Created on Friday, 27 December 2013 Written by THE ASSOCIATED PRESS
CINCINNATI (AP) — Ohio's three largest cities have hopes of landing a Democratic or Republican national convention in 2016.
Officials in Columbus, Cleveland and Cincinnati all figure that Ohio's importance as a presidential swing state will help their cause. All three say they have good convention facilities, hotel space and transportation links needed to host such large conventions.
The Dayton Daily News (http://bit.ly/1gZOwH9 ) reports that the capital city of Columbus has gotten an early jump in preparing to make a pitch for a convention, while Cincinnati is a latecomer in the competition.
Columbus officials say Nationwide Arena could be the convention site, with plenty of other facilities and hotels nearby.
"When you look at Tampa and Charlotte (the 2012 conventions' host cities), our convention center is larger than both of their centers," said Brian Ross, who leads Experience Columbus. "We have a very walkable destination. The proximity of our arena to our convention center is definitely a benefit of ours."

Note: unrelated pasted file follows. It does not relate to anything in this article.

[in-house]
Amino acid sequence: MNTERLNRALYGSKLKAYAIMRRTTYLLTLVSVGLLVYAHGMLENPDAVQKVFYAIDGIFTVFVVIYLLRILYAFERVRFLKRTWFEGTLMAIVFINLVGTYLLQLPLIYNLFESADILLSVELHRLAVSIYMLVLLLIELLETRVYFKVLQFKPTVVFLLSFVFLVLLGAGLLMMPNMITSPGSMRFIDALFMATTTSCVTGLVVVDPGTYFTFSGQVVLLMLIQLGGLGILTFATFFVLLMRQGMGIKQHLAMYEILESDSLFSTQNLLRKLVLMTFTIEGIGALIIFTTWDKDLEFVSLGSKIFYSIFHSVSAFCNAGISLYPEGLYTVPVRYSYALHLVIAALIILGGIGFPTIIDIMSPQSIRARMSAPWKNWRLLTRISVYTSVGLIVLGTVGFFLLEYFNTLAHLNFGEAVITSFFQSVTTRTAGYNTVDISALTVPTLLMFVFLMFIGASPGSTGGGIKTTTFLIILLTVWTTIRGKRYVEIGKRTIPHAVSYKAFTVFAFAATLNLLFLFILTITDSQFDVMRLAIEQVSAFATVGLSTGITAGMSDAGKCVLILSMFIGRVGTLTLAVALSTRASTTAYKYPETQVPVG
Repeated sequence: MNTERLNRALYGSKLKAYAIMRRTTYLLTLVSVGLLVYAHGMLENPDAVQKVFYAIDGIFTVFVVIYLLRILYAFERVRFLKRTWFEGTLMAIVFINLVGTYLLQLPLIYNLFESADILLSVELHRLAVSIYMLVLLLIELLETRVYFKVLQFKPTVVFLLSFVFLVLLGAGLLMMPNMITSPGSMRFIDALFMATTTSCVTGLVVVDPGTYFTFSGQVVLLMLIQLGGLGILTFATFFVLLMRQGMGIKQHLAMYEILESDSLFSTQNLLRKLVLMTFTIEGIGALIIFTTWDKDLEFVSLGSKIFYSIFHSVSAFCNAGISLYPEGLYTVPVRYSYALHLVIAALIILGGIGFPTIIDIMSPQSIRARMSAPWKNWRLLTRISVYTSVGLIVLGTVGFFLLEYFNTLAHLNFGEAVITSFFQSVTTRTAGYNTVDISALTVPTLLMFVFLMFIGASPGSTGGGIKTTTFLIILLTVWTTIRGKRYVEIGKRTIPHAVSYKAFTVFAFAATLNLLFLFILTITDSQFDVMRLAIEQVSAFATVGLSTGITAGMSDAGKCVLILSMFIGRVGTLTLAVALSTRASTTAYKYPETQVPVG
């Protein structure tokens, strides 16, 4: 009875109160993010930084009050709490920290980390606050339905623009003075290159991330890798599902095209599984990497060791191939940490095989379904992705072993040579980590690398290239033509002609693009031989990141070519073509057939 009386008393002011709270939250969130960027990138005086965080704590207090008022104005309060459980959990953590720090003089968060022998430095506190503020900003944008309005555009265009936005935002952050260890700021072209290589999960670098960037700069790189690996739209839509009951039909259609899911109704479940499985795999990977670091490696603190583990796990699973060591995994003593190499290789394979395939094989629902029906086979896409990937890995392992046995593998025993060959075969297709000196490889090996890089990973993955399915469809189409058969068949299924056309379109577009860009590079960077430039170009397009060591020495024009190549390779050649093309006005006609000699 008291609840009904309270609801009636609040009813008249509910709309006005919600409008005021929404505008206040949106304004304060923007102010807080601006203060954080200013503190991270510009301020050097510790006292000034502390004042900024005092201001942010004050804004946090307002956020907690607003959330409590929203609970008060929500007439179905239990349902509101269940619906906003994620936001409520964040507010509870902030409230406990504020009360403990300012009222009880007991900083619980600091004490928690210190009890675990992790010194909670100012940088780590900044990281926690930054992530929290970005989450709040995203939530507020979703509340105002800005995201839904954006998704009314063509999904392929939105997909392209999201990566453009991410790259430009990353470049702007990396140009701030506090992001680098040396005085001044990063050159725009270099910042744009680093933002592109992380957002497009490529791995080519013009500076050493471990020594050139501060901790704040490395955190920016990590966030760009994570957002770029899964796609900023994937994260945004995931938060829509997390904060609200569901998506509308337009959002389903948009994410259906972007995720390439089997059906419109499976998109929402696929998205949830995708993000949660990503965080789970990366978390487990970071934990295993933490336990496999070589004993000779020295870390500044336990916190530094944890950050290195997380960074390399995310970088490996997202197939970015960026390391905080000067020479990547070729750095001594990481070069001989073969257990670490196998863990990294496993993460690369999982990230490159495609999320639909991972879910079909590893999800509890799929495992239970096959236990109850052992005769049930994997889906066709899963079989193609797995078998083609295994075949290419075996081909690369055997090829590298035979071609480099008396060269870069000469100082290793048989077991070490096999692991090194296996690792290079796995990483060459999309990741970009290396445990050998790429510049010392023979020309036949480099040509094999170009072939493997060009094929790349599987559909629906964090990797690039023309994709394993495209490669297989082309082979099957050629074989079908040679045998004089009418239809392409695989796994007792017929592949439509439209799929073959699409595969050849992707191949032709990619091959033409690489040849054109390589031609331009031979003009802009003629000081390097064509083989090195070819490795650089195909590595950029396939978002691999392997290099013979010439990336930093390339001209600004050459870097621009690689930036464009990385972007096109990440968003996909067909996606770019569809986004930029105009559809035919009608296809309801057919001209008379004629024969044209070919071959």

Ohio's Democratic Party and Republican Party leaders don't agree on much, but both say they'd like to see the state host their conventions.
Democratic Party chairman Chris Redfern said the cities will need private-sector support for their efforts — host cities will need to raise around $50 million for logistics, transportation and law enforcement around the conventions. He said all have local attractions that could draw convention participants.
"Columbus, Cleveland and Cincinnati all have enormous opportunities for nightlife and social events," Redfern said. "The cities are very inviting."
Republican chairman Matt Borges said he hopes a competition among three Ohio cities doesn't hurt one another's chances.
"I'm thrilled that we have two and probably three cities that are very seriously considering," Borges said. "I think that we will end up with at least one and maybe two that go to the next step of trying to get a bid in."
Hamilton County GOP chairman Alex Triantafilou said Cincinnati's effort is still "embryonic" and may be a little late in the game. But southwest Ohio's importance to Republicans, who look for big margins in the GOP-dominated suburbs to carry the state, could make it a strategic choice for the Republican convention.
He said U.S. Bank Arena would be a likely host spot for the convention.
While the presidential tickets usually make scores of campaign visits to Ohio every four years, the state hasn't hosted a national party convention since Republicans met in Cleveland in 1936.